The yields available on shares continue to look attractive when compared with other types of investment. In addition, James Inglis-Jones and Samantha Gleave, managers of the Liontrust Global Income Fund have suggested finances in the corporate world remain in good shape and they are positive on the outlook for dividend growth this year.
Presently, they are finding some of the best opportunities among consumer-related companies. Lower oil prices have reduced fuel and transportation costs, putting more money into people's pockets. If this filters through to increased spending it should boost the earnings of consumer goods and services companies. Clothing manufacturers Next and Hugo Boss, listed in the UK and Germany respectively, are key holdings in this sector. The managers have been impressed with the dividends delivered by both in recent years although there are no guarantees this will continue.
Elsewhere, they have seen strong performances from Man Group, the asset manager listed on the FTSE 250 index of medium-sized companies; and BPost, Belgium's incumbent postal operator. The former has benefited from an improvement in the performance of one of its key funds, while the latter has cut costs and expanded its parcel delivery service, aiding cash generation.
Having previously focused on the UK James Inglis-Jones and Samantha Gleave have evolved the fund into a global income portfolio over the past year, which includes the flexibility to invest in higher-risk emerging markets. Exposure to UK-listed companies has fallen to around 47% and they favour Europe for much of their international exposure. In contrast, they only have around 2.7% invested in the US which is low relative to the size of the US stock market in a global context.
Source: Liontrust as at 31 March 2015
Following a tough few years for European stock markets the managers are able to find plenty of attractively-valued, cash generative companies with high yields. The opposite is the case in the US following a strong run for stock markets. However, having a bias to Europe over the US during the past year has been negative for performance, given the latter's superior performance. A bias to higher risk smaller and medium-sized companies has all been negative for performance during a year when larger companies have tended to perform better. However, past performance should not be seen as an indicator of future returns. Investors should note the fund is concentrated, with just 28 investments, meaning each can contribute significantly to performance, but it is higher risk.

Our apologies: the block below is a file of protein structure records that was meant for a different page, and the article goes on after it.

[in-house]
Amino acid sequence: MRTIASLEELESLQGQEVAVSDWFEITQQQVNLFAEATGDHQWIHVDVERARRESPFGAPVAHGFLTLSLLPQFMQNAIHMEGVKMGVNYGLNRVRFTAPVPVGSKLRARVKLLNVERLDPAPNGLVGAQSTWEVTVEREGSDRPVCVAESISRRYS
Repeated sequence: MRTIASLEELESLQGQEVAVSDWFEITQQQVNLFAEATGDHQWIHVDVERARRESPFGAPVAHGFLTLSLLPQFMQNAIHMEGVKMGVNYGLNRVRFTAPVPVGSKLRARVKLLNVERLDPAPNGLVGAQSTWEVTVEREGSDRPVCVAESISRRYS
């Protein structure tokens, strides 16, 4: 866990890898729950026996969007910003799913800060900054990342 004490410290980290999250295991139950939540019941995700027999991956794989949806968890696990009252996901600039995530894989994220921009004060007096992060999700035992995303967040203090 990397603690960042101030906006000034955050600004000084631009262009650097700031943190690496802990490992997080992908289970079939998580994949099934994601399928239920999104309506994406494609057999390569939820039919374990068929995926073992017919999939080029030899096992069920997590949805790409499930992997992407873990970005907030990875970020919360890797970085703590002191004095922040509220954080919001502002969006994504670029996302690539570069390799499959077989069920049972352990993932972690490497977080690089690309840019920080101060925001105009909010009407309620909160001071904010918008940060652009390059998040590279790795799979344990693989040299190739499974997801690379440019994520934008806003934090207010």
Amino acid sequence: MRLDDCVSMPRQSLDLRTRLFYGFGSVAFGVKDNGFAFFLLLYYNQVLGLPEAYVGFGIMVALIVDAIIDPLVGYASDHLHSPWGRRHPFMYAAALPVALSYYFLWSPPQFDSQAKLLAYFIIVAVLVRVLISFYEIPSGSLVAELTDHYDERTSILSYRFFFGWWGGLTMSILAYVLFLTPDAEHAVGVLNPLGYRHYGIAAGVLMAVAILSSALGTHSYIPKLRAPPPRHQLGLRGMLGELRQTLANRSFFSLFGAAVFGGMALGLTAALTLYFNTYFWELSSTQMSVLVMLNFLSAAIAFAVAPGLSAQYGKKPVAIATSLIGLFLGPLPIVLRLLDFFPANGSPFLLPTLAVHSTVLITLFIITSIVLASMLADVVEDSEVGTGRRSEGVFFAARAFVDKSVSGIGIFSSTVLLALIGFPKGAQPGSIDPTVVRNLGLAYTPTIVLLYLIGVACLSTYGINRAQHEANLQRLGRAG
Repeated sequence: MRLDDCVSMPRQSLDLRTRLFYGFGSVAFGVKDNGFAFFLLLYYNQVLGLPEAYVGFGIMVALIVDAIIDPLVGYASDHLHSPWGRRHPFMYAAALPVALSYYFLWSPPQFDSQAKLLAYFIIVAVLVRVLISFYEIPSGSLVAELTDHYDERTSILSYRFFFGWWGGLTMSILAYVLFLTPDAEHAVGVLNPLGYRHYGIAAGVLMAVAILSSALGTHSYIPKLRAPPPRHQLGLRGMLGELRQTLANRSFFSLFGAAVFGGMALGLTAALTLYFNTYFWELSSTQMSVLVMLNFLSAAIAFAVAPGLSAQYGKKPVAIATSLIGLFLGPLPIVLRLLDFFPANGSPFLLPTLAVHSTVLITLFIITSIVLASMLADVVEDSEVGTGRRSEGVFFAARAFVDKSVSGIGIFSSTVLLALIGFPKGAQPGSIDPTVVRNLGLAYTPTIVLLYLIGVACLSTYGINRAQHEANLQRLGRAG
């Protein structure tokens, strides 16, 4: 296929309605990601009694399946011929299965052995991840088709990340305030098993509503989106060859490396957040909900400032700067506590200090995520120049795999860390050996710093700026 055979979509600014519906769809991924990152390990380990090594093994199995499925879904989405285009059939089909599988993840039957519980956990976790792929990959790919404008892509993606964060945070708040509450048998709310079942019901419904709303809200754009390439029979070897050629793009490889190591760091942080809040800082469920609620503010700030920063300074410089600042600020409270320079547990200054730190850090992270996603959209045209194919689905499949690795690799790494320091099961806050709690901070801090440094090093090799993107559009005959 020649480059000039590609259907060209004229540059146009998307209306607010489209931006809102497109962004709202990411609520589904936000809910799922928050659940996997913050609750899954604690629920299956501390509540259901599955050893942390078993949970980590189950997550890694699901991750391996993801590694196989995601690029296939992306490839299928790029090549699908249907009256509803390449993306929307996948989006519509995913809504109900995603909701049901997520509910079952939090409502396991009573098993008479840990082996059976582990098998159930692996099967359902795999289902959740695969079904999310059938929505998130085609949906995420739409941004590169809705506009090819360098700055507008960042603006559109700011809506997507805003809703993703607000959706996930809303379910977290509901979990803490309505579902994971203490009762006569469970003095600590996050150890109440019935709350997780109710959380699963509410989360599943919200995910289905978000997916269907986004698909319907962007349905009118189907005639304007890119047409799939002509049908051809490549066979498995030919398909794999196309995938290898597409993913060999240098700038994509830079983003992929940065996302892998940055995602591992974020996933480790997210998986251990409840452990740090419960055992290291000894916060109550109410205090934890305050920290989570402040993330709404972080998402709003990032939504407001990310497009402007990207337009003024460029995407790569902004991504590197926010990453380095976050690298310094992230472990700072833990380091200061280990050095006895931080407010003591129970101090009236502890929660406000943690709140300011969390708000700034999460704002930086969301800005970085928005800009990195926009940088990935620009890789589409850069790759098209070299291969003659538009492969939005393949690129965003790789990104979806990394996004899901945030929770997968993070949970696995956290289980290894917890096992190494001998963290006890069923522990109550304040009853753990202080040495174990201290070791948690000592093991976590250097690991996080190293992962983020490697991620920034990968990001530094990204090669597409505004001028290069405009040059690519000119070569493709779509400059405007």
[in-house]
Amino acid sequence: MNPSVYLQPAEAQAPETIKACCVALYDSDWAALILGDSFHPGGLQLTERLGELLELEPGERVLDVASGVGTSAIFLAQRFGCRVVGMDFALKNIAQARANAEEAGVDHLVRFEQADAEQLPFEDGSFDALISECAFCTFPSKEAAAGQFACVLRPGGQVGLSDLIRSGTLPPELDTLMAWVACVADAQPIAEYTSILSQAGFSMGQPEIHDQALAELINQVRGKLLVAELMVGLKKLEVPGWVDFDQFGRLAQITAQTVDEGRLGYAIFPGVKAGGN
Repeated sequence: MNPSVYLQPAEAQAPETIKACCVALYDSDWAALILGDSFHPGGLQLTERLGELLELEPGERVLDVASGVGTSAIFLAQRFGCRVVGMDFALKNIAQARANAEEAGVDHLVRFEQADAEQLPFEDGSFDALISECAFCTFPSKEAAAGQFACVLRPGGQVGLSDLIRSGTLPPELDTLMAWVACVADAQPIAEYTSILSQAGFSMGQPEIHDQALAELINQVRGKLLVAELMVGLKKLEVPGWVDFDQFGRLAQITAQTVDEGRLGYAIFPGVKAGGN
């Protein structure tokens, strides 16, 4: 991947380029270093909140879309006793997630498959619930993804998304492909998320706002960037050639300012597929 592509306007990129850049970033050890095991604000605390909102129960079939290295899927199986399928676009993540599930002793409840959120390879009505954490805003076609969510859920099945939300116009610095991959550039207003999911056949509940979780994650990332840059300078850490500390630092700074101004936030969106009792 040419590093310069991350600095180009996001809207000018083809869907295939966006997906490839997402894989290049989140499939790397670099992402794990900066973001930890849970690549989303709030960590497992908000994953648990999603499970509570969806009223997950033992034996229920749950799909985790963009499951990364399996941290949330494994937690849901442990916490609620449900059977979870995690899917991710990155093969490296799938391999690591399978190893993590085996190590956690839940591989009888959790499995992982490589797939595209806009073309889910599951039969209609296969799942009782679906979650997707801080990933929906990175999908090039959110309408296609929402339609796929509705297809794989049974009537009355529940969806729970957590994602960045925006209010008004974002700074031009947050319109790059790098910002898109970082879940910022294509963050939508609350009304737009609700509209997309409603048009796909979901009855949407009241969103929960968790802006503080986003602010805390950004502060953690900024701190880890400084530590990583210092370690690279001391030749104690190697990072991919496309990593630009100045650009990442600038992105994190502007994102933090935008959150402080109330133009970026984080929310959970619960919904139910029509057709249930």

Performance of the Liontrust Global Income Fund over the past year
Past performance is not a guide to the future. Source: Lipper IM to 01/05/2015
|Annual percentage growth|
| May 10 -
| May 11 -
| May 12 -
| May 13 -
| May 14 -
|Liontrust Global Income Fund||n/a||-1.5%||23.2%||11.5%||7.8%|
|IA Global Equity Income||12.8%||-1.7%||21.3%||5.0%||12.6%|
Full year performance figures before this date are unavailable
Our view on this fund
James Inglis-Jones and Samantha Gleave look to invest in high-yielding companies viewed as having unusually strong cash flows, but where investors have low expectations for profits. They believe strong cash flows are a good indicator of strong growth in future reported profits. We view this as a sensible approach, but we would like to see them build a longer track record of managing a global income fund before considering the fund for inclusion on the Wealth 150 list of our favourite funds across the major sectors.
The fund's charges can be taken from capital, which can increase the yield but reduces the potential for capital growth.